Mixed response to schools merging planComment on this story
Johannesburg - Gauteng Education MEC Panyaza Lesufi’s plans to merge former Model C schools with township schools has met with mixed reactions.
Lesufi revealed his plans soon after his appointment and said this was in a bid to foster social cohesion and an attempt to improve the quality of education.
“I can’t preside over a tweaked apartheid education system… I’ve constituted a team that is reviewing the nature of our schools - we want to crush the backbone of apartheid education,” he said.
“I’m dreaming of the Waterkloof High School in Pretoria, that’s our richest school in the province, and Mamelodi High, which is one of our priority schools, being governed by one school governing body (SGB).”
The team he appointed to look into this and to assess the feasibility of the plan has reportedly given the MEC the green light and he has started consulting with schools that will be affected.
And if everything goes according to plan, well-resourced schools will be merged with poor schools and the unified schools will have one principal, one governing body and one bank account.
The intention is for the schools to share resources, facilities and staff members.
Federation of Governing Bodies of South African Schools deputy chief executive Dr Jaco Deacon said the federation was “shocked and surprised” that the department was already consulting with schools about this without the buy-in of SGB associations.
Deacon said anything that had to do with the closure or merger of schools had to be done according to the law as stipulated in the South African Schools Act.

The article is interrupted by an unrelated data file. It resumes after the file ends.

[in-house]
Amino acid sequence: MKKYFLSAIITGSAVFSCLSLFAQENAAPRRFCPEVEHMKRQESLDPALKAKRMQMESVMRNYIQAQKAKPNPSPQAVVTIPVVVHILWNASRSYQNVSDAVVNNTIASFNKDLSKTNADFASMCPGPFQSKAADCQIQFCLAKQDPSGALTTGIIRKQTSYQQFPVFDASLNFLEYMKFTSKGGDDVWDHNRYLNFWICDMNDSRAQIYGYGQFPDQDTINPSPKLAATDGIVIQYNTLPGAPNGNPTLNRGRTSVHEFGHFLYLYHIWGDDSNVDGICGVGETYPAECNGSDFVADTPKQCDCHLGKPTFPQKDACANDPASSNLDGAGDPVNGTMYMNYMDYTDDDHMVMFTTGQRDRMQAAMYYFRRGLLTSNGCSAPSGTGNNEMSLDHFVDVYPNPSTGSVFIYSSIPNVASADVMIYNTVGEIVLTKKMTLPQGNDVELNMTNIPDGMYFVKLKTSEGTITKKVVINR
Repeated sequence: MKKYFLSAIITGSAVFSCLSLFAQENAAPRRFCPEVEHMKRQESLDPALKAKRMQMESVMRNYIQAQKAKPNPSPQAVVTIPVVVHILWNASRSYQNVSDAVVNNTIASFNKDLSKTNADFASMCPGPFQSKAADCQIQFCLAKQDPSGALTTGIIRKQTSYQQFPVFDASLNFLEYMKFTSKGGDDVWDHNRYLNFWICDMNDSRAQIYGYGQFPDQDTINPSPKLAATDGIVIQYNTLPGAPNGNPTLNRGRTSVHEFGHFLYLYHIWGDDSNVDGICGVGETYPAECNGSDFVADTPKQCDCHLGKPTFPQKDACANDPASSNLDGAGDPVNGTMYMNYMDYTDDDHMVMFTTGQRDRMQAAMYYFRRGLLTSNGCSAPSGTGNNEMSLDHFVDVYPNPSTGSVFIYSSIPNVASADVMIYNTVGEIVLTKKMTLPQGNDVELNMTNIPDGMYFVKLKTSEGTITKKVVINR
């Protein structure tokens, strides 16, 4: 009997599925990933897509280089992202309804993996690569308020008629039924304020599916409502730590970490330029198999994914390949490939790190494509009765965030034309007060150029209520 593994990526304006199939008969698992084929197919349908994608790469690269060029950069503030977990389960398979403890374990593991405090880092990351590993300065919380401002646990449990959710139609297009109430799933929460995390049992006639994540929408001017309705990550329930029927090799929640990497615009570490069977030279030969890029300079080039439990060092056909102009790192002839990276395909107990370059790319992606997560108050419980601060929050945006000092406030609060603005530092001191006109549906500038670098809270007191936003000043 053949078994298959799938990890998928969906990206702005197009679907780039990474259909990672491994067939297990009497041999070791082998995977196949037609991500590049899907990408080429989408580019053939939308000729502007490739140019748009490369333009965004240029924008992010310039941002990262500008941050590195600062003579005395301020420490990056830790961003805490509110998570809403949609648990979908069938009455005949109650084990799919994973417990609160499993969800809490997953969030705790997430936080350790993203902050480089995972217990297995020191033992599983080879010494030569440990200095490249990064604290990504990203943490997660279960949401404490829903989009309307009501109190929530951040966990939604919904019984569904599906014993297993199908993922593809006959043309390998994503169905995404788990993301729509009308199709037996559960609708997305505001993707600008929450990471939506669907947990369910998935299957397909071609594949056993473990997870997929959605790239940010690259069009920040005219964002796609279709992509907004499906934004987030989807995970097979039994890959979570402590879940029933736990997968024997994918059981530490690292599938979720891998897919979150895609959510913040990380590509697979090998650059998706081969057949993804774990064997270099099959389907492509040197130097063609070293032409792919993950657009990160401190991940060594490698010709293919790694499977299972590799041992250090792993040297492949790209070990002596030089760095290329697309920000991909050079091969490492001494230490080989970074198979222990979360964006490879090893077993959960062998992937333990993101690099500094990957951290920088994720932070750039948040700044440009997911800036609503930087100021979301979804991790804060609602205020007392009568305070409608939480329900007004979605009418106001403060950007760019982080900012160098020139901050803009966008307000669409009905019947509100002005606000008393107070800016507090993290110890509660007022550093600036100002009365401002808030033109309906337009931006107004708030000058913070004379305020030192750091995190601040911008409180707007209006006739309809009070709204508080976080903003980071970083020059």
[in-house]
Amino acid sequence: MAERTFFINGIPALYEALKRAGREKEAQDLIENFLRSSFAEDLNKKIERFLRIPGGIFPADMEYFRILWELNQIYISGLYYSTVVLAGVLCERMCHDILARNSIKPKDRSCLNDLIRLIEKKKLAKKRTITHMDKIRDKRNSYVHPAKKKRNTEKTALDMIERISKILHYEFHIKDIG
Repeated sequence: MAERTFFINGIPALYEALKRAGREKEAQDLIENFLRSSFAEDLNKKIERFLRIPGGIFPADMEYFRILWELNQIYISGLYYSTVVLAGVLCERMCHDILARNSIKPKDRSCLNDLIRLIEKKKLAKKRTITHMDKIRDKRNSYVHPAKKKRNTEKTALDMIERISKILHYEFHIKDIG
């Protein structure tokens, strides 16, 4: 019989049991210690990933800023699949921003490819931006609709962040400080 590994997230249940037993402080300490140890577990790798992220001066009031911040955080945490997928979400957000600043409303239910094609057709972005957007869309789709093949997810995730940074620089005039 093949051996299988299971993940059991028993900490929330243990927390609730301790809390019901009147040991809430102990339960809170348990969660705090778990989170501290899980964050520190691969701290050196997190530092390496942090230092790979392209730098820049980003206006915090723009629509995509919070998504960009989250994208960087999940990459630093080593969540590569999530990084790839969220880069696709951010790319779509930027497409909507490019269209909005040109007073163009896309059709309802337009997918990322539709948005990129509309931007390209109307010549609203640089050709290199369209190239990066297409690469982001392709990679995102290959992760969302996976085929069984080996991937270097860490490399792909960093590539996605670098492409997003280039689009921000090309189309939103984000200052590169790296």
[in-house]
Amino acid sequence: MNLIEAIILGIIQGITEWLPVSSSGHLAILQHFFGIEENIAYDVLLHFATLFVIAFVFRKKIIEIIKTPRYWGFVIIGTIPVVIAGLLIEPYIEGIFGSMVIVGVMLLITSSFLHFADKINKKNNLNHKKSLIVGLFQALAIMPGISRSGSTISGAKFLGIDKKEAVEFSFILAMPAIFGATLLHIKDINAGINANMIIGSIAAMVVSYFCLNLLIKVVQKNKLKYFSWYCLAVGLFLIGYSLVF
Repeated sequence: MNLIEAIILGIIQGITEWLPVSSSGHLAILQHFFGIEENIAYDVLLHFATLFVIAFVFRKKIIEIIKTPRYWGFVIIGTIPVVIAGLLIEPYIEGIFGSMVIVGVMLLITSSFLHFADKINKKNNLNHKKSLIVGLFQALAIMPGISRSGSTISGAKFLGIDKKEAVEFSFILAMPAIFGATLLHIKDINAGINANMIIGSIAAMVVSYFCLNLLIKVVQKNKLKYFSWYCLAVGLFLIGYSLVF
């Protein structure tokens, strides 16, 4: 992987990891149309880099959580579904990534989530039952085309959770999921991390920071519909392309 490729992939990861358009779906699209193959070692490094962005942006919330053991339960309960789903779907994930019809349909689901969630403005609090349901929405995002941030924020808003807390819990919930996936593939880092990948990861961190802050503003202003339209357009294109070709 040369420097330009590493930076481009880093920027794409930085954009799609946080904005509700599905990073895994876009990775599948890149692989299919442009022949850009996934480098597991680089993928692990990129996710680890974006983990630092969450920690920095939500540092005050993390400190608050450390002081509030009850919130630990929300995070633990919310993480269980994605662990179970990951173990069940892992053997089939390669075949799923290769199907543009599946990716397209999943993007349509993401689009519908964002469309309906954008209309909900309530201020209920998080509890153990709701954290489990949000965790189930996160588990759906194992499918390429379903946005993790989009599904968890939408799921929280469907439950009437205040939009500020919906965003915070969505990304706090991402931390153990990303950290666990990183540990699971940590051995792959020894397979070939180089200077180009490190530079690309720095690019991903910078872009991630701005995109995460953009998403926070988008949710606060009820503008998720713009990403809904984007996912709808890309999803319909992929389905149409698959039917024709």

“We’ve advised our (member schools) not to take part in this... until due processes have been followed,” he said.
“Mr Lesufi is abdicating his responsibility to provide quality education. He can’t outsource his responsibility to fix the system.
“First fix the problems in the schools, fix the problems in the province and then we can talk about the rest. We’re not against social cohesion, but this is not the vehicle to do it.”
Matakanye Matakanye, National Association of School Governing Bodies general secretary, said the association welcomed the proposed plans.
“We were consulted and met with the MEC, where he spoke about his policy directions. We are in support of the MEC… We support this method, it will ensure that there’s transformation of schools,” he said.
Gauteng Department of Education spokeswoman Phumla Sekhonyane said social cohesion was one of the department’s priority areas for the next five years.
She said the team set up by the department had looked into “ways of achieving this goal of a non-segregated and transformed education system” and would give the department pointers on how to maximise its resources for this process.
“The MEC will outline this during his budget vote speech later this month.”